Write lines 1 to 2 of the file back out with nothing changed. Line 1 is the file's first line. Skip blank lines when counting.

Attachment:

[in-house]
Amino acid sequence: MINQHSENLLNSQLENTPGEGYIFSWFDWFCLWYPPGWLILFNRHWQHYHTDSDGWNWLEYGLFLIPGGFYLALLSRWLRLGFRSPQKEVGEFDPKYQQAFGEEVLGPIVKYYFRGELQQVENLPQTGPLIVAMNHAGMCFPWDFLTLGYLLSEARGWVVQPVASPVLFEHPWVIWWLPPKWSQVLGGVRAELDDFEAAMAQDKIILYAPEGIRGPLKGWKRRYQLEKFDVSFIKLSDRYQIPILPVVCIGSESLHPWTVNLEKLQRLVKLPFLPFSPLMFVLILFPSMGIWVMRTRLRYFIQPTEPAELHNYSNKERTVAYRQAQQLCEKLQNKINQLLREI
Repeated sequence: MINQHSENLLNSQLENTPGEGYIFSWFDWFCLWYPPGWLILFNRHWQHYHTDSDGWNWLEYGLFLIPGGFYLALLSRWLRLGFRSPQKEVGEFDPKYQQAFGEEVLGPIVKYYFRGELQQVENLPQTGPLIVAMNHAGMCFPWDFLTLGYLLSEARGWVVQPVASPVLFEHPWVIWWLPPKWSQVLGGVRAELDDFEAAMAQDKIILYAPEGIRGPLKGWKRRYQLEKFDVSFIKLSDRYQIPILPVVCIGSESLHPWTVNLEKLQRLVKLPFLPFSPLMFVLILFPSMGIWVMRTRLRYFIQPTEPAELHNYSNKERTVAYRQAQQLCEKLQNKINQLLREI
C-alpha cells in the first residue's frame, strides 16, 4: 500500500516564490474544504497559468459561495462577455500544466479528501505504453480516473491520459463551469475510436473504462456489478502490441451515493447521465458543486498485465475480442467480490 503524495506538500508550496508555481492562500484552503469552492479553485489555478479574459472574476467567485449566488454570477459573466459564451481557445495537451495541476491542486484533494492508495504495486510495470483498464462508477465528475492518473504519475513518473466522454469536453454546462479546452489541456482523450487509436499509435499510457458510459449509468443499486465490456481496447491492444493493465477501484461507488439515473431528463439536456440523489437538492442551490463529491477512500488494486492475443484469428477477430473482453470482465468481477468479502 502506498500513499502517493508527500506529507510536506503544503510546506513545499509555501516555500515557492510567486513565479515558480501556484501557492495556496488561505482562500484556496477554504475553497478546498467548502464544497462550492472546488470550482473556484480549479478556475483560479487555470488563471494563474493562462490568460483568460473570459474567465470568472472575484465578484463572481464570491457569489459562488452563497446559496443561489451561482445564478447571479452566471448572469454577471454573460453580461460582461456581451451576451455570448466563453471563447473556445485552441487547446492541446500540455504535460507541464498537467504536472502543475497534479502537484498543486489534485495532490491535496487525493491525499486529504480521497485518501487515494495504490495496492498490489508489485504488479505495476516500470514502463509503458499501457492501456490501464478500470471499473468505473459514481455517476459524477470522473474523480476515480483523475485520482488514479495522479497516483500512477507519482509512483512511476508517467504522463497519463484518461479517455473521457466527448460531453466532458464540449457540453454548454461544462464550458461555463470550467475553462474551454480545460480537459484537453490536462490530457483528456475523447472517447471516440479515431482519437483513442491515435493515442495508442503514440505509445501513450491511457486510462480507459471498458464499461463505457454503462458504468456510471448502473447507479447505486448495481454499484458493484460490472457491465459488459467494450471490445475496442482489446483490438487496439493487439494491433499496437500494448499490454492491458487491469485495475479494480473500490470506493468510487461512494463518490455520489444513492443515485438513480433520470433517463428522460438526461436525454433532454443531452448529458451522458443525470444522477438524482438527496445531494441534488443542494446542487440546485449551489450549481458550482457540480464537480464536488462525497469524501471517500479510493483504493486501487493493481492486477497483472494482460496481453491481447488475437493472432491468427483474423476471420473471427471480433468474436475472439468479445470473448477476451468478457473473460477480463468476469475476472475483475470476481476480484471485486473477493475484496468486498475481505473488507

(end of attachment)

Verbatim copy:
[in-house]
Amino acid sequence: MINQHSENLLNSQLENTPGEGYIFSWFDWFCLWYPPGWLILFNRHWQHYHTDSDGWNWLEYGLFLIPGGFYLALLSRWLRLGFRSPQKEVGEFDPKYQQAFGEEVLGPIVKYYFRGELQQVENLPQTGPLIVAMNHAGMCFPWDFLTLGYLLSEARGWVVQPVASPVLFEHPWVIWWLPPKWSQVLGGVRAELDDFEAAMAQDKIILYAPEGIRGPLKGWKRRYQLEKFDVSFIKLSDRYQIPILPVVCIGSESLHPWTVNLEKLQRLVKLPFLPFSPLMFVLILFPSMGIWVMRTRLRYFIQPTEPAELHNYSNKERTVAYRQAQQLCEKLQNKINQLLREI